?Zimbabwe Ruling Party a No-Show at Human Rights Pledge



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HARARE —Zimbabwean opposition parties are expressing doubt the ruling ZANU-PF party will run peaceful elections later this month, after no ZANU-PF officials attended the unveiling Thursday of a human rights manifesto by Amnesty International. ZANU-PF says it was not told of the event.

Members of several Zimbabwean political parties were present Thursday when Amnesty International introduced its "Human Rights Manifesto" in Harare.

Amnesty’s deputy director for southern Africa, Muleya Mwananyanda, said Zimbabwe has witnessed many human rights violations over the years, such as forced disappearances.

Rights groups frequently accused former president Robert Mugabe of using arrests, torture, kidnappings and beatings to maintain his grip on power.

Mwananyanda said the time for such practices is over.

"We are also saying there has to be an end to impunity - particularly by security offices - violence perpetrated by security forces against people who are perceived to have dissenting voices. We would want that to change when the new government takes over after the 30th of July,” Mwananyanda said.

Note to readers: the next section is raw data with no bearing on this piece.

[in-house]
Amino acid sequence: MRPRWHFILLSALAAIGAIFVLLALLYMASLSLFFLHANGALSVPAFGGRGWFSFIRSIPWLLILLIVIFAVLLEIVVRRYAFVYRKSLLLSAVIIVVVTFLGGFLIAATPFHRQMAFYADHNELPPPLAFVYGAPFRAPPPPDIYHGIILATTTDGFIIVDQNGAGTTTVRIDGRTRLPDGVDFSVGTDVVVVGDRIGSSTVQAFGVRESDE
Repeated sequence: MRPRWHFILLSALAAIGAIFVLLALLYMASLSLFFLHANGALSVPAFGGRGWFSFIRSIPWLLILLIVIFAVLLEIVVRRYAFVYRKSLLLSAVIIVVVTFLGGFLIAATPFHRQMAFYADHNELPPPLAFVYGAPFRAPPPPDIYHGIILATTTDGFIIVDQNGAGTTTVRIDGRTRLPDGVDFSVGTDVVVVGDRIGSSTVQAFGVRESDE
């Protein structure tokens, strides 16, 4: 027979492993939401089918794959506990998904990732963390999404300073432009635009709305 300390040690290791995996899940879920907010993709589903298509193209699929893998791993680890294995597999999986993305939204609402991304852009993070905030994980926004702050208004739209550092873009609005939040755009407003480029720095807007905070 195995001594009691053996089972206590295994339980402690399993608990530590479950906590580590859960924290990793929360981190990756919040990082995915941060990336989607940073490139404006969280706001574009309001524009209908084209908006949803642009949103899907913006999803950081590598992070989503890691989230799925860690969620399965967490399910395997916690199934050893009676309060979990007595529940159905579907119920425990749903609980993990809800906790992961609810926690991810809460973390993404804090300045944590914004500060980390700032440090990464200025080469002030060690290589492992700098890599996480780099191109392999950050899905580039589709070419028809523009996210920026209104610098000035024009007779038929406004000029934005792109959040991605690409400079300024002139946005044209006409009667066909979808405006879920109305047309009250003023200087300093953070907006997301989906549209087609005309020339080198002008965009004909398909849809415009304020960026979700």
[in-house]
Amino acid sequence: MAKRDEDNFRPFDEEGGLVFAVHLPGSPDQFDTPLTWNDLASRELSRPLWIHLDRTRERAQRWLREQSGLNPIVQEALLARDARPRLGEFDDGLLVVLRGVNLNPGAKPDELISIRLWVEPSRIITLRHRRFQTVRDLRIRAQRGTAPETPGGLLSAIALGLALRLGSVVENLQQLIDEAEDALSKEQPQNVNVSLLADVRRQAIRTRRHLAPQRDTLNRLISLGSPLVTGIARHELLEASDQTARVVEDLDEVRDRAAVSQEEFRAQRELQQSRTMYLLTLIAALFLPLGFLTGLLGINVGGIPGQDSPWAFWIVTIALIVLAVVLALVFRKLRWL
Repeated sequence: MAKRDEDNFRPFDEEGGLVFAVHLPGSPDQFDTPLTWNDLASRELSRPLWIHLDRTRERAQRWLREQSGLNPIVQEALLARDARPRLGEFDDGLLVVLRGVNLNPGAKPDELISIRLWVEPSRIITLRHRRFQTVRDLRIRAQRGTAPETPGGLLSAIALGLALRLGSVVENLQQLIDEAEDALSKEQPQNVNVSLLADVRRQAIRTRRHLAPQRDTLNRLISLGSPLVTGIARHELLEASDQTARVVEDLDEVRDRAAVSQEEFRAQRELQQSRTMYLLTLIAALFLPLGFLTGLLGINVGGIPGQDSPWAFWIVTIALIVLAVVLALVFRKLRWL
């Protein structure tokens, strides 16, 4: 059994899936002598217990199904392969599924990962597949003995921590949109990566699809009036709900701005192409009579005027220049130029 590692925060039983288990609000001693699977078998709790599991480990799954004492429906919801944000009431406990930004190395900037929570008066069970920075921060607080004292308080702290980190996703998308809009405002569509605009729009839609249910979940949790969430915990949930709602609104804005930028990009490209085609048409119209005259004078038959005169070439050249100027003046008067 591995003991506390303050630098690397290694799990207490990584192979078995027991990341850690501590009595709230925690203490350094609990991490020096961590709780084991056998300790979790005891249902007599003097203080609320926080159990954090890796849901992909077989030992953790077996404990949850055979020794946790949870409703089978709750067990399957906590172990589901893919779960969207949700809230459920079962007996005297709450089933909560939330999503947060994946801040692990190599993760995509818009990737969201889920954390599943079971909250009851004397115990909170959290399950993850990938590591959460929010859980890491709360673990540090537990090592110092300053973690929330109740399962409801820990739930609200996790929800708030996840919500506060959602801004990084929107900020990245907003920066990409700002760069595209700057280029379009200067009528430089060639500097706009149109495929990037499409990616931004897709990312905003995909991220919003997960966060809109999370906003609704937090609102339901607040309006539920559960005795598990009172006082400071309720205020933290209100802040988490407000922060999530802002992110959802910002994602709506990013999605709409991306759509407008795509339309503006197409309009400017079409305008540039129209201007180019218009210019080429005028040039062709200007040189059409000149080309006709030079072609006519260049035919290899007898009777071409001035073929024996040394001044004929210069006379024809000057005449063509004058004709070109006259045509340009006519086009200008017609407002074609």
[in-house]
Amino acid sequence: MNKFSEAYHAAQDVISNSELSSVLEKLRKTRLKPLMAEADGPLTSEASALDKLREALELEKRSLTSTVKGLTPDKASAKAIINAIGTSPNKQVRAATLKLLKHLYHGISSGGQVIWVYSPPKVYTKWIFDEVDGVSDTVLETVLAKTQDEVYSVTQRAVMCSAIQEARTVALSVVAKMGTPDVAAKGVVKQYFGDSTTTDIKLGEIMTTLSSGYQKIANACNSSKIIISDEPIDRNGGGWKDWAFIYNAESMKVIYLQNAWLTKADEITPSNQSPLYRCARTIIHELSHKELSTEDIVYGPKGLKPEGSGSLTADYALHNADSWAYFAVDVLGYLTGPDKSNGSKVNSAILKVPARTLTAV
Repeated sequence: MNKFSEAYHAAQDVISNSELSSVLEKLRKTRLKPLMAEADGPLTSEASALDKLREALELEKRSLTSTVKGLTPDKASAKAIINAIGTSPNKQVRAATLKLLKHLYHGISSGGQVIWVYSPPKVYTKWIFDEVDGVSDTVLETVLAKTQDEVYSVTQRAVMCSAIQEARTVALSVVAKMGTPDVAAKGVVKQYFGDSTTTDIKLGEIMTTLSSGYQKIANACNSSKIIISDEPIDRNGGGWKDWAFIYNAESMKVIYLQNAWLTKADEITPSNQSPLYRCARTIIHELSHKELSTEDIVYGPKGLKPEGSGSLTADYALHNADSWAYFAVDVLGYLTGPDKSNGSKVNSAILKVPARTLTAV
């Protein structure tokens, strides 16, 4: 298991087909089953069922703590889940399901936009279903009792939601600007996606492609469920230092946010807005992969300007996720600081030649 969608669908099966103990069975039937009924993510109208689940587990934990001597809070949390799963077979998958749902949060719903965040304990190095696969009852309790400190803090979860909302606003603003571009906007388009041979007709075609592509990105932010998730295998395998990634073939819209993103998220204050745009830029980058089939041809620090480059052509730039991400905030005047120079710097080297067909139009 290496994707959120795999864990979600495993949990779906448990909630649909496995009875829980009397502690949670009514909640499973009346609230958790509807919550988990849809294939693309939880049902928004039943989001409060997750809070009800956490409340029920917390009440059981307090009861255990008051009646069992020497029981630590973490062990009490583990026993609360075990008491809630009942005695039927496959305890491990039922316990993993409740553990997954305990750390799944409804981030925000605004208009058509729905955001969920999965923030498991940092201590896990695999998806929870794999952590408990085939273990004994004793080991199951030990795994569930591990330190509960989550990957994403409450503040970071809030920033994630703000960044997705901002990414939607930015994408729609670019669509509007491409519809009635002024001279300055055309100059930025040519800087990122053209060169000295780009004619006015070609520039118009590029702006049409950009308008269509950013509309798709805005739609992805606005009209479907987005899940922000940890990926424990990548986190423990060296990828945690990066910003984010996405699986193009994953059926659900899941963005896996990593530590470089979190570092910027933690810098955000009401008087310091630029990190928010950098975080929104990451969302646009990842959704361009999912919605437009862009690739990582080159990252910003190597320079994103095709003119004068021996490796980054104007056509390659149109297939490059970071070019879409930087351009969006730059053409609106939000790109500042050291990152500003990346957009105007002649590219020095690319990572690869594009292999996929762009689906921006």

Zimbabwe holds its first election of the post-Mugabe era that day. President Emmerson Mnangagwa is facing challenges from Nelson Chamisa of the Movement for Democratic Change (MDC) Allliance and 22 other candidates.

Amnesty International said ZANU-PF had committed to attending Thursday's launch of the rights manifesto.

But ZANU-PF spokesman Simon Khaya-Moyo denied that account, saying "I do not know anything about the meeting; nobody told me about it.”

MDC spokesman Nixon Nyikadzino said ZANU-PF’s absence was very palpable.

“The absence of ZANU-PF smacks of suspicion in the sense that they are one of the major stakeholders in this election and they are the ruling party. So we [should] have seen them here in order to commit to respecting people’s rights, particularly during the 2018 elections,” Nyikadzino said.

Past elections in Zimbabwe have been marred by violence, especially the 2008 presidential run-off vote, when ZANU-PF harassed and intimidated MDC supporters to ensure a victory for president Robert Mugabe.

Police spokeswoman Charity Charamba told reporters earlier this week there have been no cases of politically-motivated violence before the July 30 election. She attributed that to Mnangagwa’s call for a peaceful campaign.

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